Group members contribute to a shared drawing, encouraging cooperation and mutual understanding.
2. Empty Chair Exercise
Participants engage in a dialogue with an 'empty chair,' simulating a conversation with themselves or a significant person.
3. Scavenger Hunt
A fun way to improve team bonding and collaborative skills.
4. Tower Building
Group members build a structure using materials like spaghetti and marshmallows, promoting teamwork and problem-solving skills.
5. Feelings Charades
An engaging way to help members express and recognize different emotions.
6. Progressive Muscle Relaxation
Participants learn to relax their muscles , reducing physical tension and promoting mindfulness.
Members create masks representing their perceived and authentic selves, stimulating introspection and self-understanding.
8. Balloon Exercise
Each member writes a negative thought on a balloon, then pops it, symbolizing the release of negative feelings.
9. Sculpture Exercise
Group members mold playdough or clay to represent an emotion or experience, facilitating non-verbal expression.
Outdoor activities like gardening or nature walks help connect members to the natural world and provide therapeutic benefits.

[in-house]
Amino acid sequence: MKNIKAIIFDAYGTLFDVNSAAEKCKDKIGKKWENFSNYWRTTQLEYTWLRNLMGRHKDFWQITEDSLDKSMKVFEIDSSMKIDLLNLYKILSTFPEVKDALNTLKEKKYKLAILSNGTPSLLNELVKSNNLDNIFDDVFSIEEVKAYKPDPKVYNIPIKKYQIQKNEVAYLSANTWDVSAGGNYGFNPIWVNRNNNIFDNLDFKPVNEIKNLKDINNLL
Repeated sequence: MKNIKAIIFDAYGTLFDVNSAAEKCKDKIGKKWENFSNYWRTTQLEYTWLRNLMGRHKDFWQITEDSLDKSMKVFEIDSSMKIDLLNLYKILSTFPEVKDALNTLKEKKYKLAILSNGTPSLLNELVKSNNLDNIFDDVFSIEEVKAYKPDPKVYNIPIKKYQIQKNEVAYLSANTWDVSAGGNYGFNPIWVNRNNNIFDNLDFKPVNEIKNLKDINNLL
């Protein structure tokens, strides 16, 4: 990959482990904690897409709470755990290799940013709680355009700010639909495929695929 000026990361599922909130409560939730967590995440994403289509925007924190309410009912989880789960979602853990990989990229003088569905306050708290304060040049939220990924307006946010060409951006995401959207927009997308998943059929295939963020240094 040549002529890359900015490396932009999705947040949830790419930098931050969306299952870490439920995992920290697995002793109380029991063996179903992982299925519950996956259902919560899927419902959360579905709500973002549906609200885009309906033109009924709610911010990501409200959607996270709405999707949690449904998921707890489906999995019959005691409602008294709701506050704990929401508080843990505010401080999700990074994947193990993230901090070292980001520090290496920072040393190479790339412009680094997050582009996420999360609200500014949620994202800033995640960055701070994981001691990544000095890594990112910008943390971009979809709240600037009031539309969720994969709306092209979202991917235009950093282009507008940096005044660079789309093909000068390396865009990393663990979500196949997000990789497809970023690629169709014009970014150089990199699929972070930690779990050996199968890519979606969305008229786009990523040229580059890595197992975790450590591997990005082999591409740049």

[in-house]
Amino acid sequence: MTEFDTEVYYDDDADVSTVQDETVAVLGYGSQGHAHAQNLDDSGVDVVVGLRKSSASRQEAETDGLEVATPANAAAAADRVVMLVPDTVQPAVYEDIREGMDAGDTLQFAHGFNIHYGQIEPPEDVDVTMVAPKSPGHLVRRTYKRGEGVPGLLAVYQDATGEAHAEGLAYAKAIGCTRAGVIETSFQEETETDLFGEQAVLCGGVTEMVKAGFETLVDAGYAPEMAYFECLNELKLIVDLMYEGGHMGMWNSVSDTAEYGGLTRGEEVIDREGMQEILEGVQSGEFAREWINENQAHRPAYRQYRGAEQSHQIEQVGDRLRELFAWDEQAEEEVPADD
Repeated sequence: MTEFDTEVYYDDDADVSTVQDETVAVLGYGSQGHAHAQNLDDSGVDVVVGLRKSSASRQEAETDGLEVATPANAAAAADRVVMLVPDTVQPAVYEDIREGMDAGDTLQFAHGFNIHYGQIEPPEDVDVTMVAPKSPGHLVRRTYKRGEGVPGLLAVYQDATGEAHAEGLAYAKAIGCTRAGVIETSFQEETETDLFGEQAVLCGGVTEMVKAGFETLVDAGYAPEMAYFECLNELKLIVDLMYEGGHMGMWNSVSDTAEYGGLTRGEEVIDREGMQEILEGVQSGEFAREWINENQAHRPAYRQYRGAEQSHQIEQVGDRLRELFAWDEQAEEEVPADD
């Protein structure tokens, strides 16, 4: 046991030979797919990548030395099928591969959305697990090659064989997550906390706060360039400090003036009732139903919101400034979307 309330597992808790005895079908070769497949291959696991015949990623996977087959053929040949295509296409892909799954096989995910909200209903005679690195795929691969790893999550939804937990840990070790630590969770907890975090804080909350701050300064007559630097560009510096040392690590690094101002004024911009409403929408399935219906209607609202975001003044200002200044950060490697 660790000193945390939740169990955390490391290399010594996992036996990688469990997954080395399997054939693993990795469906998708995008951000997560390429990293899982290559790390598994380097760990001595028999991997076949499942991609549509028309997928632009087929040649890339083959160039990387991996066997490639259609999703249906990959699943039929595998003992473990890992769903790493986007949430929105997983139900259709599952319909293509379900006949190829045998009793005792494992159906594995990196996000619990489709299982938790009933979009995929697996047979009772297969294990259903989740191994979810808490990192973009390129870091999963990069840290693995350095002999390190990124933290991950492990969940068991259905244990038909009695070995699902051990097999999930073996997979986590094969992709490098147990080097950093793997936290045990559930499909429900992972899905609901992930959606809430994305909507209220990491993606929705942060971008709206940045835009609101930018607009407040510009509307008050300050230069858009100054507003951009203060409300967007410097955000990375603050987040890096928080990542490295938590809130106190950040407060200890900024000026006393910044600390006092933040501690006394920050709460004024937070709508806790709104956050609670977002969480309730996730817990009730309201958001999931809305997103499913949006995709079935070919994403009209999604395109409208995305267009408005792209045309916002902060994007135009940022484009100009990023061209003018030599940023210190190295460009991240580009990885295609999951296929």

11. Affirmation Exchange
Members write positive affirmations for each other, fostering positivity and group cohesion.
11 Group Therapy Questions
Open-ended questions are invaluable in a group therapy context. They guide the therapy process, prompting self-reflection and stimulating in-depth discussions among members. Individuals can gain new insights into their behaviors, emotions, and relationships through these discussions. Here are eleven thought-provoking questions commonly used in group therapy sessions.
1. What brought you to this group therapy session?
This question helps participants identify their reasons for seeking therapy, which can clarify their goals and motivations.
2. How do you typically handle stress or conflict?
Understanding each member's coping mechanisms allows the group to address unhealthy patterns and develop new, healthier strategies.
3. What are some personal strengths you can share with the group?
Members can boost their self-esteem and contribute to a positive group dynamic by identifying and sharing personal strengths.
4. Can you share a recent challenge and how you dealt with it?